The government has just announced a raft of cash handouts, but what is it doing to support small and medium-sized firms, wonders Caroleena Sue D’Cruz.
“Give a man to fish, he eats for a day. Teach a man to fish, he (and his family) eat for a lifetime.”
The RM250bn so-called stimulus package by this “backdoor government” is perhaps the biggest sign yet that we have a terrifyingly incompetent government on our hands.
I am no economist; I am a small business owner with a simple business model. But even with my little knowledge, I can see that what has been put forward is nothing more than a poorly disguised, cheap attempt to ‘buy votes’ in the next general election.
Except for the six-month moratorium on bank loans, and the money invested in the healthcare sector [no specifics, so lots of room for procurement shenanigans], everything else in there is about throwing free money at the masses.
Free money to government servants who already have a monthly income assured. And free healthcare.
Free money to pensioners who have a monthly stipend paid directly into their accounts. And free healthcare.
Free money to singles, mainly young, salaried people employed by businesses. For our simple-minded government, this means the businesses are the ones that will keep these people employed. And with healthcare benefits.
Free money to ride-hailing drivers, who will be back in a cash business the minute the movement control order is lifted.
Free money, free money, free money.
Three months worth of cash that will just be splurged at one go, rather than being invested to ensure the sustainability of individuals, families, businesses.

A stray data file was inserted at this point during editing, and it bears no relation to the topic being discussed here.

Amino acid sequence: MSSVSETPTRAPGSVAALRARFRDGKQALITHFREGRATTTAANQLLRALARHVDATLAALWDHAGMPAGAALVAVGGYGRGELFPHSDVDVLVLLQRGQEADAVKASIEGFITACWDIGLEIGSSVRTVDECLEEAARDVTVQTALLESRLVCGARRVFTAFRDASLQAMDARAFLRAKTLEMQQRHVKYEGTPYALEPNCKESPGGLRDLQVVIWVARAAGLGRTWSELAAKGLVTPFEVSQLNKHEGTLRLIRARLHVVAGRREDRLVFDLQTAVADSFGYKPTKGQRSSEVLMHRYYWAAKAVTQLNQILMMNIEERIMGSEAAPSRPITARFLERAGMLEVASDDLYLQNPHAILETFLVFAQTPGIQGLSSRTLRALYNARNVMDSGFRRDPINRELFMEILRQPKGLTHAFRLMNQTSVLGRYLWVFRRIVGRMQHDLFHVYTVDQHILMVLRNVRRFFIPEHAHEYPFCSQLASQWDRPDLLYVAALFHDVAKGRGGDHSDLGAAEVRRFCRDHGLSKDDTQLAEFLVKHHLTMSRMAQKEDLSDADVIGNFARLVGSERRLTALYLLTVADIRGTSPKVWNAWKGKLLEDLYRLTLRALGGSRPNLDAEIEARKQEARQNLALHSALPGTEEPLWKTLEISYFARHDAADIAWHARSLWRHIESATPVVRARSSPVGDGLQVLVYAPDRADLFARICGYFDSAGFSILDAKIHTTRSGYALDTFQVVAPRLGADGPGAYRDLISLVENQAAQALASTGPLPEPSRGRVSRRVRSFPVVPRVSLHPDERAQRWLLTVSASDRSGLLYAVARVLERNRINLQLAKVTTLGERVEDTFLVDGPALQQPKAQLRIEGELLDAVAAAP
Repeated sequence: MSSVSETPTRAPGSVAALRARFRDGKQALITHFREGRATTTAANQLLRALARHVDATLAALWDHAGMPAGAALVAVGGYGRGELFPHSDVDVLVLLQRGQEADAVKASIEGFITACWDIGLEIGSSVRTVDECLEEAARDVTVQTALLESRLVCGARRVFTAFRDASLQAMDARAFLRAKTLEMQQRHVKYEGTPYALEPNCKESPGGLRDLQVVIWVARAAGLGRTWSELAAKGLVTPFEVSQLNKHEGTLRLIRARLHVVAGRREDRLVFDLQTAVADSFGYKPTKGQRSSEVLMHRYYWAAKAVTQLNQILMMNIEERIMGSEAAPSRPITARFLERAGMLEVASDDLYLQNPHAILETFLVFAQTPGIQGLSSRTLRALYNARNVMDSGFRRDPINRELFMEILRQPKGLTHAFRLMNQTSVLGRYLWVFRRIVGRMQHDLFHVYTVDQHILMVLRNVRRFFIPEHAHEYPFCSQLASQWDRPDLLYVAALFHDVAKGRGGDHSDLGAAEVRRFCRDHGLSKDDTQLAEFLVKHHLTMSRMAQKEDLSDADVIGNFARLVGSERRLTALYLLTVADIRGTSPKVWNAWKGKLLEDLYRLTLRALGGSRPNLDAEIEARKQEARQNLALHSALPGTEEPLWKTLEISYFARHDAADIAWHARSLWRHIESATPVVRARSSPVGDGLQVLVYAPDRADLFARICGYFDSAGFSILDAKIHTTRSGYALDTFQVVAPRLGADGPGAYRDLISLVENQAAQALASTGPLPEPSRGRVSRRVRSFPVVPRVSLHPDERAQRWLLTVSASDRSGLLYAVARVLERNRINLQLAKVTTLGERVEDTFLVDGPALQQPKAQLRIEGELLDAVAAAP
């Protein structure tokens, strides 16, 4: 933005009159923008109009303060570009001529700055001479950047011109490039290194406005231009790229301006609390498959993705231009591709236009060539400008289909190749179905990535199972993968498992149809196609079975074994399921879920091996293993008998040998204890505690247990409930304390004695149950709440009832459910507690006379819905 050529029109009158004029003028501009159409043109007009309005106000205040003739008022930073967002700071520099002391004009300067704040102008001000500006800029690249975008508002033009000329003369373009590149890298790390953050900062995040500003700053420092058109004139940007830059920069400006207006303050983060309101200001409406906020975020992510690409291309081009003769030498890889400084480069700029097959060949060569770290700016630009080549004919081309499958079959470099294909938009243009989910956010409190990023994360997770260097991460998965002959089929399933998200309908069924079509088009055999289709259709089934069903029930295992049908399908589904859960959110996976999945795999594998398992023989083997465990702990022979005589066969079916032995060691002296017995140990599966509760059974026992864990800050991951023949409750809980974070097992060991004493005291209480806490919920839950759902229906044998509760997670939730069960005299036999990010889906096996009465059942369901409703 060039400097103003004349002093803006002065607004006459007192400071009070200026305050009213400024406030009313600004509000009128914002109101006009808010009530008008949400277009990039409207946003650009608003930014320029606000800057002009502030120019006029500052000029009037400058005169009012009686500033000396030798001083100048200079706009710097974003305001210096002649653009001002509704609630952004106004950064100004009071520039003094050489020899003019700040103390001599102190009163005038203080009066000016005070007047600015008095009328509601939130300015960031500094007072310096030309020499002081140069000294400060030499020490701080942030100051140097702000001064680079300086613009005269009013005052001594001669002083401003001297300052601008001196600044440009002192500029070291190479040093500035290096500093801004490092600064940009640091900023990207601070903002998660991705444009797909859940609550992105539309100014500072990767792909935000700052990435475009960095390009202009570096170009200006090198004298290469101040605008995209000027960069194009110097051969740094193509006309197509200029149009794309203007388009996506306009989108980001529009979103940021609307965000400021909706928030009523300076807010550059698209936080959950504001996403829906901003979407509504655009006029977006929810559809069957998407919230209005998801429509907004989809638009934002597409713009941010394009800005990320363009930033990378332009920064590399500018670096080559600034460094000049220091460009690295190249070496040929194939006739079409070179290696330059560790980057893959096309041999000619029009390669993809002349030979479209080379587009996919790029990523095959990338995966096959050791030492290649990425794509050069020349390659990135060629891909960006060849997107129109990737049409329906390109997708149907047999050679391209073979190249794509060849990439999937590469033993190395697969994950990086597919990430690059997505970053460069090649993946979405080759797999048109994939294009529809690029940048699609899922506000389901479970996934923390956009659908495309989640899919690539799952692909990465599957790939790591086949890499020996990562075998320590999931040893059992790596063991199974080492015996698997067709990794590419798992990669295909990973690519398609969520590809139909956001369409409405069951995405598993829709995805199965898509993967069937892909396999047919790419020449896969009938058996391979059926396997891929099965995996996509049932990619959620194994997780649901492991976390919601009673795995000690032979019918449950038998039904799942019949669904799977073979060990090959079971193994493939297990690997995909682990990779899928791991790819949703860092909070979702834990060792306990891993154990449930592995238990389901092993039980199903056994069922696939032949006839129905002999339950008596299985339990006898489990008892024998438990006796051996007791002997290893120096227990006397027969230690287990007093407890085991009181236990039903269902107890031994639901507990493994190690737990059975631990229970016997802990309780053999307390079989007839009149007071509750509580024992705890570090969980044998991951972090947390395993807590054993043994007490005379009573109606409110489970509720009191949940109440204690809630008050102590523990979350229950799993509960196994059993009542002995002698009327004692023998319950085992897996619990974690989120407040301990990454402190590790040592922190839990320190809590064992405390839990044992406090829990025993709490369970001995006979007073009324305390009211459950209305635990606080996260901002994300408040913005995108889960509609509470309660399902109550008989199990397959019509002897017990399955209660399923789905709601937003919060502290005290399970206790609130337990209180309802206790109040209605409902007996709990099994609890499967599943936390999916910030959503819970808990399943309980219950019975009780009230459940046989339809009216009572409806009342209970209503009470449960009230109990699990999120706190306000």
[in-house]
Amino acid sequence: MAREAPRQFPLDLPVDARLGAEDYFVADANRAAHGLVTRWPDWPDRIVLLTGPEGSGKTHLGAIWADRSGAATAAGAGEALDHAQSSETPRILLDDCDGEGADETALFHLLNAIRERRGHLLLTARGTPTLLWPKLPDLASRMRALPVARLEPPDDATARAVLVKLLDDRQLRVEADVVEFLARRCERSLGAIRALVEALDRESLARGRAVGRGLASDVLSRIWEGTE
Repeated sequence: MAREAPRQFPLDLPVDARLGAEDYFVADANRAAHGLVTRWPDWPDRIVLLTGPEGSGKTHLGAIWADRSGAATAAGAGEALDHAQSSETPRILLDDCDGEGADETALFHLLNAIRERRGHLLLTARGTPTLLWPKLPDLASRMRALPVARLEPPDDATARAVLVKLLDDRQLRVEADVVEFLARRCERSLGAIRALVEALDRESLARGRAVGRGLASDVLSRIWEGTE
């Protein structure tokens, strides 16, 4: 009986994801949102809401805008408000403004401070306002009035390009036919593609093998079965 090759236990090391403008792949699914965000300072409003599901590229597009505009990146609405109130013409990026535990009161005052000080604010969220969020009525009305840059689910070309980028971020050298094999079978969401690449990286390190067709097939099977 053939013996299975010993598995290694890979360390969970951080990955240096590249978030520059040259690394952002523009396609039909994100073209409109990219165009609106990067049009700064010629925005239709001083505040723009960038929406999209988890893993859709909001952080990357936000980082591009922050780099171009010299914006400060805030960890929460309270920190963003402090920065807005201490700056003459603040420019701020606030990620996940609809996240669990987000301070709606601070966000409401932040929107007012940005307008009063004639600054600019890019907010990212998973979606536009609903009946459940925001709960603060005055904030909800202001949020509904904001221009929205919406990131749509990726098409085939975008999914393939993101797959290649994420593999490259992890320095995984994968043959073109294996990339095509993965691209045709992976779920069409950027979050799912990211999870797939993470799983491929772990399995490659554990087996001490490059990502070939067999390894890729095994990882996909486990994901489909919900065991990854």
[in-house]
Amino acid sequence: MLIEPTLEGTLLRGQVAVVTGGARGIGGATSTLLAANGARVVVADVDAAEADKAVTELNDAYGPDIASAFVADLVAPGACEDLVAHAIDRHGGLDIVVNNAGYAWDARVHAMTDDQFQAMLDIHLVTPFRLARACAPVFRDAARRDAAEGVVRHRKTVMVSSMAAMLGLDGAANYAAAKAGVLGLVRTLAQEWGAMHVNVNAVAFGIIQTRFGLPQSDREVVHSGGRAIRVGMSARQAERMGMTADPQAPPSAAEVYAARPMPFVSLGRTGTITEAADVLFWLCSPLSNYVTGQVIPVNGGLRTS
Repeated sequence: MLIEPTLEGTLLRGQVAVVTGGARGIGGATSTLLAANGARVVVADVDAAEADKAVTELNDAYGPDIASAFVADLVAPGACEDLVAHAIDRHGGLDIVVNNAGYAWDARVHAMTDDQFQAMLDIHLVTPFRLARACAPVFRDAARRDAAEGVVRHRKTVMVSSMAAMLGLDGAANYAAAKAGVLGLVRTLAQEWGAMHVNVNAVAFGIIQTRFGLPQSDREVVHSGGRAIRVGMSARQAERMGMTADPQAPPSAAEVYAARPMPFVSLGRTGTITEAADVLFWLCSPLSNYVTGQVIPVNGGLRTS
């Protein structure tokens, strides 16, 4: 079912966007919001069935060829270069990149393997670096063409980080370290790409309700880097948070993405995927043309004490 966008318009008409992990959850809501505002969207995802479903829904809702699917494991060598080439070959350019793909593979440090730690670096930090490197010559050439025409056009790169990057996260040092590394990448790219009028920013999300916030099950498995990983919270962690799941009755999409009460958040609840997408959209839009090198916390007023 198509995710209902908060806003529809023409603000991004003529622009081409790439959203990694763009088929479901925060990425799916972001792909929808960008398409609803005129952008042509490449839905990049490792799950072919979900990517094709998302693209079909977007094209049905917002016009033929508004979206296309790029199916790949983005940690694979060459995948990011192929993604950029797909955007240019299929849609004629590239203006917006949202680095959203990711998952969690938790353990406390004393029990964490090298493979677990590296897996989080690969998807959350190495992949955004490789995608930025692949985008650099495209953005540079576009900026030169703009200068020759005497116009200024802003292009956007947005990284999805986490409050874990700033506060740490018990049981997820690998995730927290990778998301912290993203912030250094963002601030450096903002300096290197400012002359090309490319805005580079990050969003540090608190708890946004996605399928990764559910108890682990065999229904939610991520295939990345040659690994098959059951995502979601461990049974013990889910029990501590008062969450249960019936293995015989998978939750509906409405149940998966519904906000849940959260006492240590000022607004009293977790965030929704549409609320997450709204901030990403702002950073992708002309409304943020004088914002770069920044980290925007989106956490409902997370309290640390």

Who will ensure that Malaysia keeps going?
Where is the investment to spur businesses?
Where is the plan to keep production lines running, services going, people employed?
Where is the plan to keep sales and exports going, so that there is a constant funnel of income going into the pockets of employed people, who in turn spend to sustain the economy?
It is a crying shame that our new finance minister, who previously helmed a major bank, didn’t stop to read the opening paragraphs of his own bank’s report, “SME Landscape in Malaysia”, developed in partnership with CompareHero.
“But the facts are that our country’s economic fate does rely on the success of Small and Medium Enterprises (SME). Don’t underestimate them, because despite their size, total contributions of SMEs in Malaysia are far from small. Just to share, 98.5% of all business establishments in Malaysia are SMEs, and in 2018, SMEs contributed RM521.7 billion of the nation’s gross domestic product (GDP). SMEs currently provide 5.7 million jobs to 70% of Malaysia’s workforce.”
But nothing in this so-called stimulus package to keep 98% of businesses going, 70% of the Malaysian workforce employed, and to make up for the RM500bn shortfall in GDP?
I can go on and on about where this package falls short, but you are all capable of reading it and making those judgments for yourself.
Locked in at home now, you have the power to research, understand, think.
Don’t take the word of the opposition [they too have their share of incompetents] or my word for that matter.
Use that phone of yours to search, to read, to talk to those whose views are bigger than yours and to small business owners about their problems.
Then, please, do these four things:
1. Buy local as much as you can. Support small businesses, especially those closest to you, so that your community survives beyond this government
2. Keep listening. When this movement control order is lifted, go out there wiser and more knowledgeable, and keep your eyes and ears open to what is really happening in this country,. Understand who is working for you, rather than against you.
3. Pick the people who are for the country, not for the vote. When the time comes to put vote to paper, pick the people who kept you and your business afloat.
4. Connect and support. And if you are an SME, connect with other SMEs and support each other. We are going to have to watch out for each other, because this #backdoorgovernment surely isn’t watching out for us.
Caroleena Sue D’Cruz is a small business owner who reads Aliran